"Establishing probable cause can present challenges to an officer who’s writing a police or corrections report. The good news is that three simple guidelines can help you establish probable cause and produce a professional report. What is probable cause, and when do you need to document it? Probable cause can be defined as 'reasonable grounds for making a search, or pressing a charge'; another definition is 'a reasonable belief that a person has committed a crime.'...Not every report requires you to document probable cause. If you were dispatched to a scene or incident, or a citizen asks you for help, you can easily establish your reason for being there. Probable cause becomes more complicated when you initiate the action yourself: You saw or heard something suspicious and decided to intervene. Three steps are necessary...Why were you there? Some agencies frown on statements like 'I was on routine patrol.' Better wording might be something like 'While I was driving south on Pine Street….' or 'As I was returning to the station house.'...What caught your attention? Wording like 'acting suspiciously' or 'something wasn’t right' is likely to be challenged in court. You have to note what was unusual about the suspect’s appearance or behavior, or what struck you as out of place about the scene...Can you describe what you saw or heard? Providing facts and details can go a long way to establishing probable cause and prevailing if your actions are challenged in court. A famous example of effective probable cause is the 2007 traffic stop that led to the apprehension of polygamous leader Warren Jeffs for violating Utah’s rape statute. Nevada Highway Patrol Trooper Eddie Dutchover pulled over the car in which Jeffs was riding because no registration was visible. While Trooper Dutchover was talking to the driver and passengers, he thought something was amiss. Dutchover called for a backup and conducted a search. He soon discovered that the back-seat passenger was a federal fugitive, and a search of the car yielded computer equipment, disguises, and documents that were later used to convict Jeffs. Jeffs’ attorney challenged the search in court–but Trooper Dutchover prevailed because he clearly described the behavior that had caught his attention: An artery was pulsating in Jeffs’ neck, and Jeffs wouldn’t make eye contact or give his name. Dutchover also recorded in his report the conflicting answers that the driver and other passenger gave to Dutchover’s questions. Training yourself to document probable cause is one of the keys to a successful report and, often, a prosecution."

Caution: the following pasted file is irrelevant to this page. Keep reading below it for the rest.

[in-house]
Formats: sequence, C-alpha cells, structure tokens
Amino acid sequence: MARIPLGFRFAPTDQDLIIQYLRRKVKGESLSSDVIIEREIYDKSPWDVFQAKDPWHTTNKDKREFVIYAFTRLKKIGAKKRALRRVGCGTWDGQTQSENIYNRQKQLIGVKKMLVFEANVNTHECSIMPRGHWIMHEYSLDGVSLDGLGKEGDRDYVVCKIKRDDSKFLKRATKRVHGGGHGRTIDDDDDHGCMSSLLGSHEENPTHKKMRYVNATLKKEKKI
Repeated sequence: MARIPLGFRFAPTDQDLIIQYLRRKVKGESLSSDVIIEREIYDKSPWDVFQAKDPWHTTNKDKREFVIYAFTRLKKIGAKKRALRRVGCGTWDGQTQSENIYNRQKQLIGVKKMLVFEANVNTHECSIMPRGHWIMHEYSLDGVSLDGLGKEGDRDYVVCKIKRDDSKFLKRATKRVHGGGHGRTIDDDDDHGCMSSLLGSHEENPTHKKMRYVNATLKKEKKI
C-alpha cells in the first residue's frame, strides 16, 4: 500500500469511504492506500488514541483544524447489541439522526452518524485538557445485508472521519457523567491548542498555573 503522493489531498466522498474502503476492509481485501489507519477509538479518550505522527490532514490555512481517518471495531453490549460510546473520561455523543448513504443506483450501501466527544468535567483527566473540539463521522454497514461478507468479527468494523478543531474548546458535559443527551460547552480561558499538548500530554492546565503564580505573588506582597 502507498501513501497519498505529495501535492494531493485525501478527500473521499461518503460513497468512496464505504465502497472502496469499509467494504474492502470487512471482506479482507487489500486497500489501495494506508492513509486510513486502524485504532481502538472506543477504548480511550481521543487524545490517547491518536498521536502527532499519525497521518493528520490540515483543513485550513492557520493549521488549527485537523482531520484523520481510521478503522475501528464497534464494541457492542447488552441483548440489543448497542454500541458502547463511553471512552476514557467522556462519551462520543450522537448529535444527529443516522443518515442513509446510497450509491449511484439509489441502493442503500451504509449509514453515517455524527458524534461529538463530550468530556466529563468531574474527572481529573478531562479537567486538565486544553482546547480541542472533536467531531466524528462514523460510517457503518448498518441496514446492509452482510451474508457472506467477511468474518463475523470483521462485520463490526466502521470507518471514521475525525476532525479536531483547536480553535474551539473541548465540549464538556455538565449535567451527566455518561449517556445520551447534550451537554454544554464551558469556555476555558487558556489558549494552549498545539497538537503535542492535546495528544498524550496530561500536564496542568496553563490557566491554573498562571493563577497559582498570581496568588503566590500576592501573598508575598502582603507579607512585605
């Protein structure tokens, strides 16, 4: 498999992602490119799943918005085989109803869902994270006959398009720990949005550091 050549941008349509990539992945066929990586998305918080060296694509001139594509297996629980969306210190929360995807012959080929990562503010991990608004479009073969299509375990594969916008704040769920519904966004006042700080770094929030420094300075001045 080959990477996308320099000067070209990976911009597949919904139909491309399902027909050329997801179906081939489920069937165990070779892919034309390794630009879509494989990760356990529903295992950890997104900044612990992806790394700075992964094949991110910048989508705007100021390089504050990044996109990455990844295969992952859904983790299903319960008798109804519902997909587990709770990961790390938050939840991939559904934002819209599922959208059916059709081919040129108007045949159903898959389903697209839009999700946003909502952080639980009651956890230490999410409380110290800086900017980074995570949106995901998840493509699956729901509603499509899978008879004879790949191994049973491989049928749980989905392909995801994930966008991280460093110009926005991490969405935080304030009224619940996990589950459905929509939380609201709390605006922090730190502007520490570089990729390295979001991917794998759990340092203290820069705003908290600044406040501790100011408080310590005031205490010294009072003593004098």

Cynthia Measom reports:
"One way to thank your boss for a bonus is with a smile and a handshake. But if you want to make more of an impression, write a short note that expresses your gratitude...Select a high-quality note card on which to write the thank-you. A piece of notepaper and a plain envelope won't make the same impression...Express your appreciation in one or two sentences. For example, 'Thank you for the year-end bonus. It was a nice surprise and ended my year on a high note.'...Mention your gratitude toward the company: 'I appreciate being a part of a company that recognizes employee performance by sharing the financial rewards of its success.'...Make a statement about the future, if appropriate: 'I look forward to the coming year and the contributions I can make toward the success of my team, [my] department and the company.'...If you and your boss regularly communicate by email, a thank-you email is acceptable. However, a handwritten note provides a more personal touch...If you receive regular bonuses, writing a thank-you note each time could be overkill. Instead, take the time [to] give your boss a sincere thank-you in person."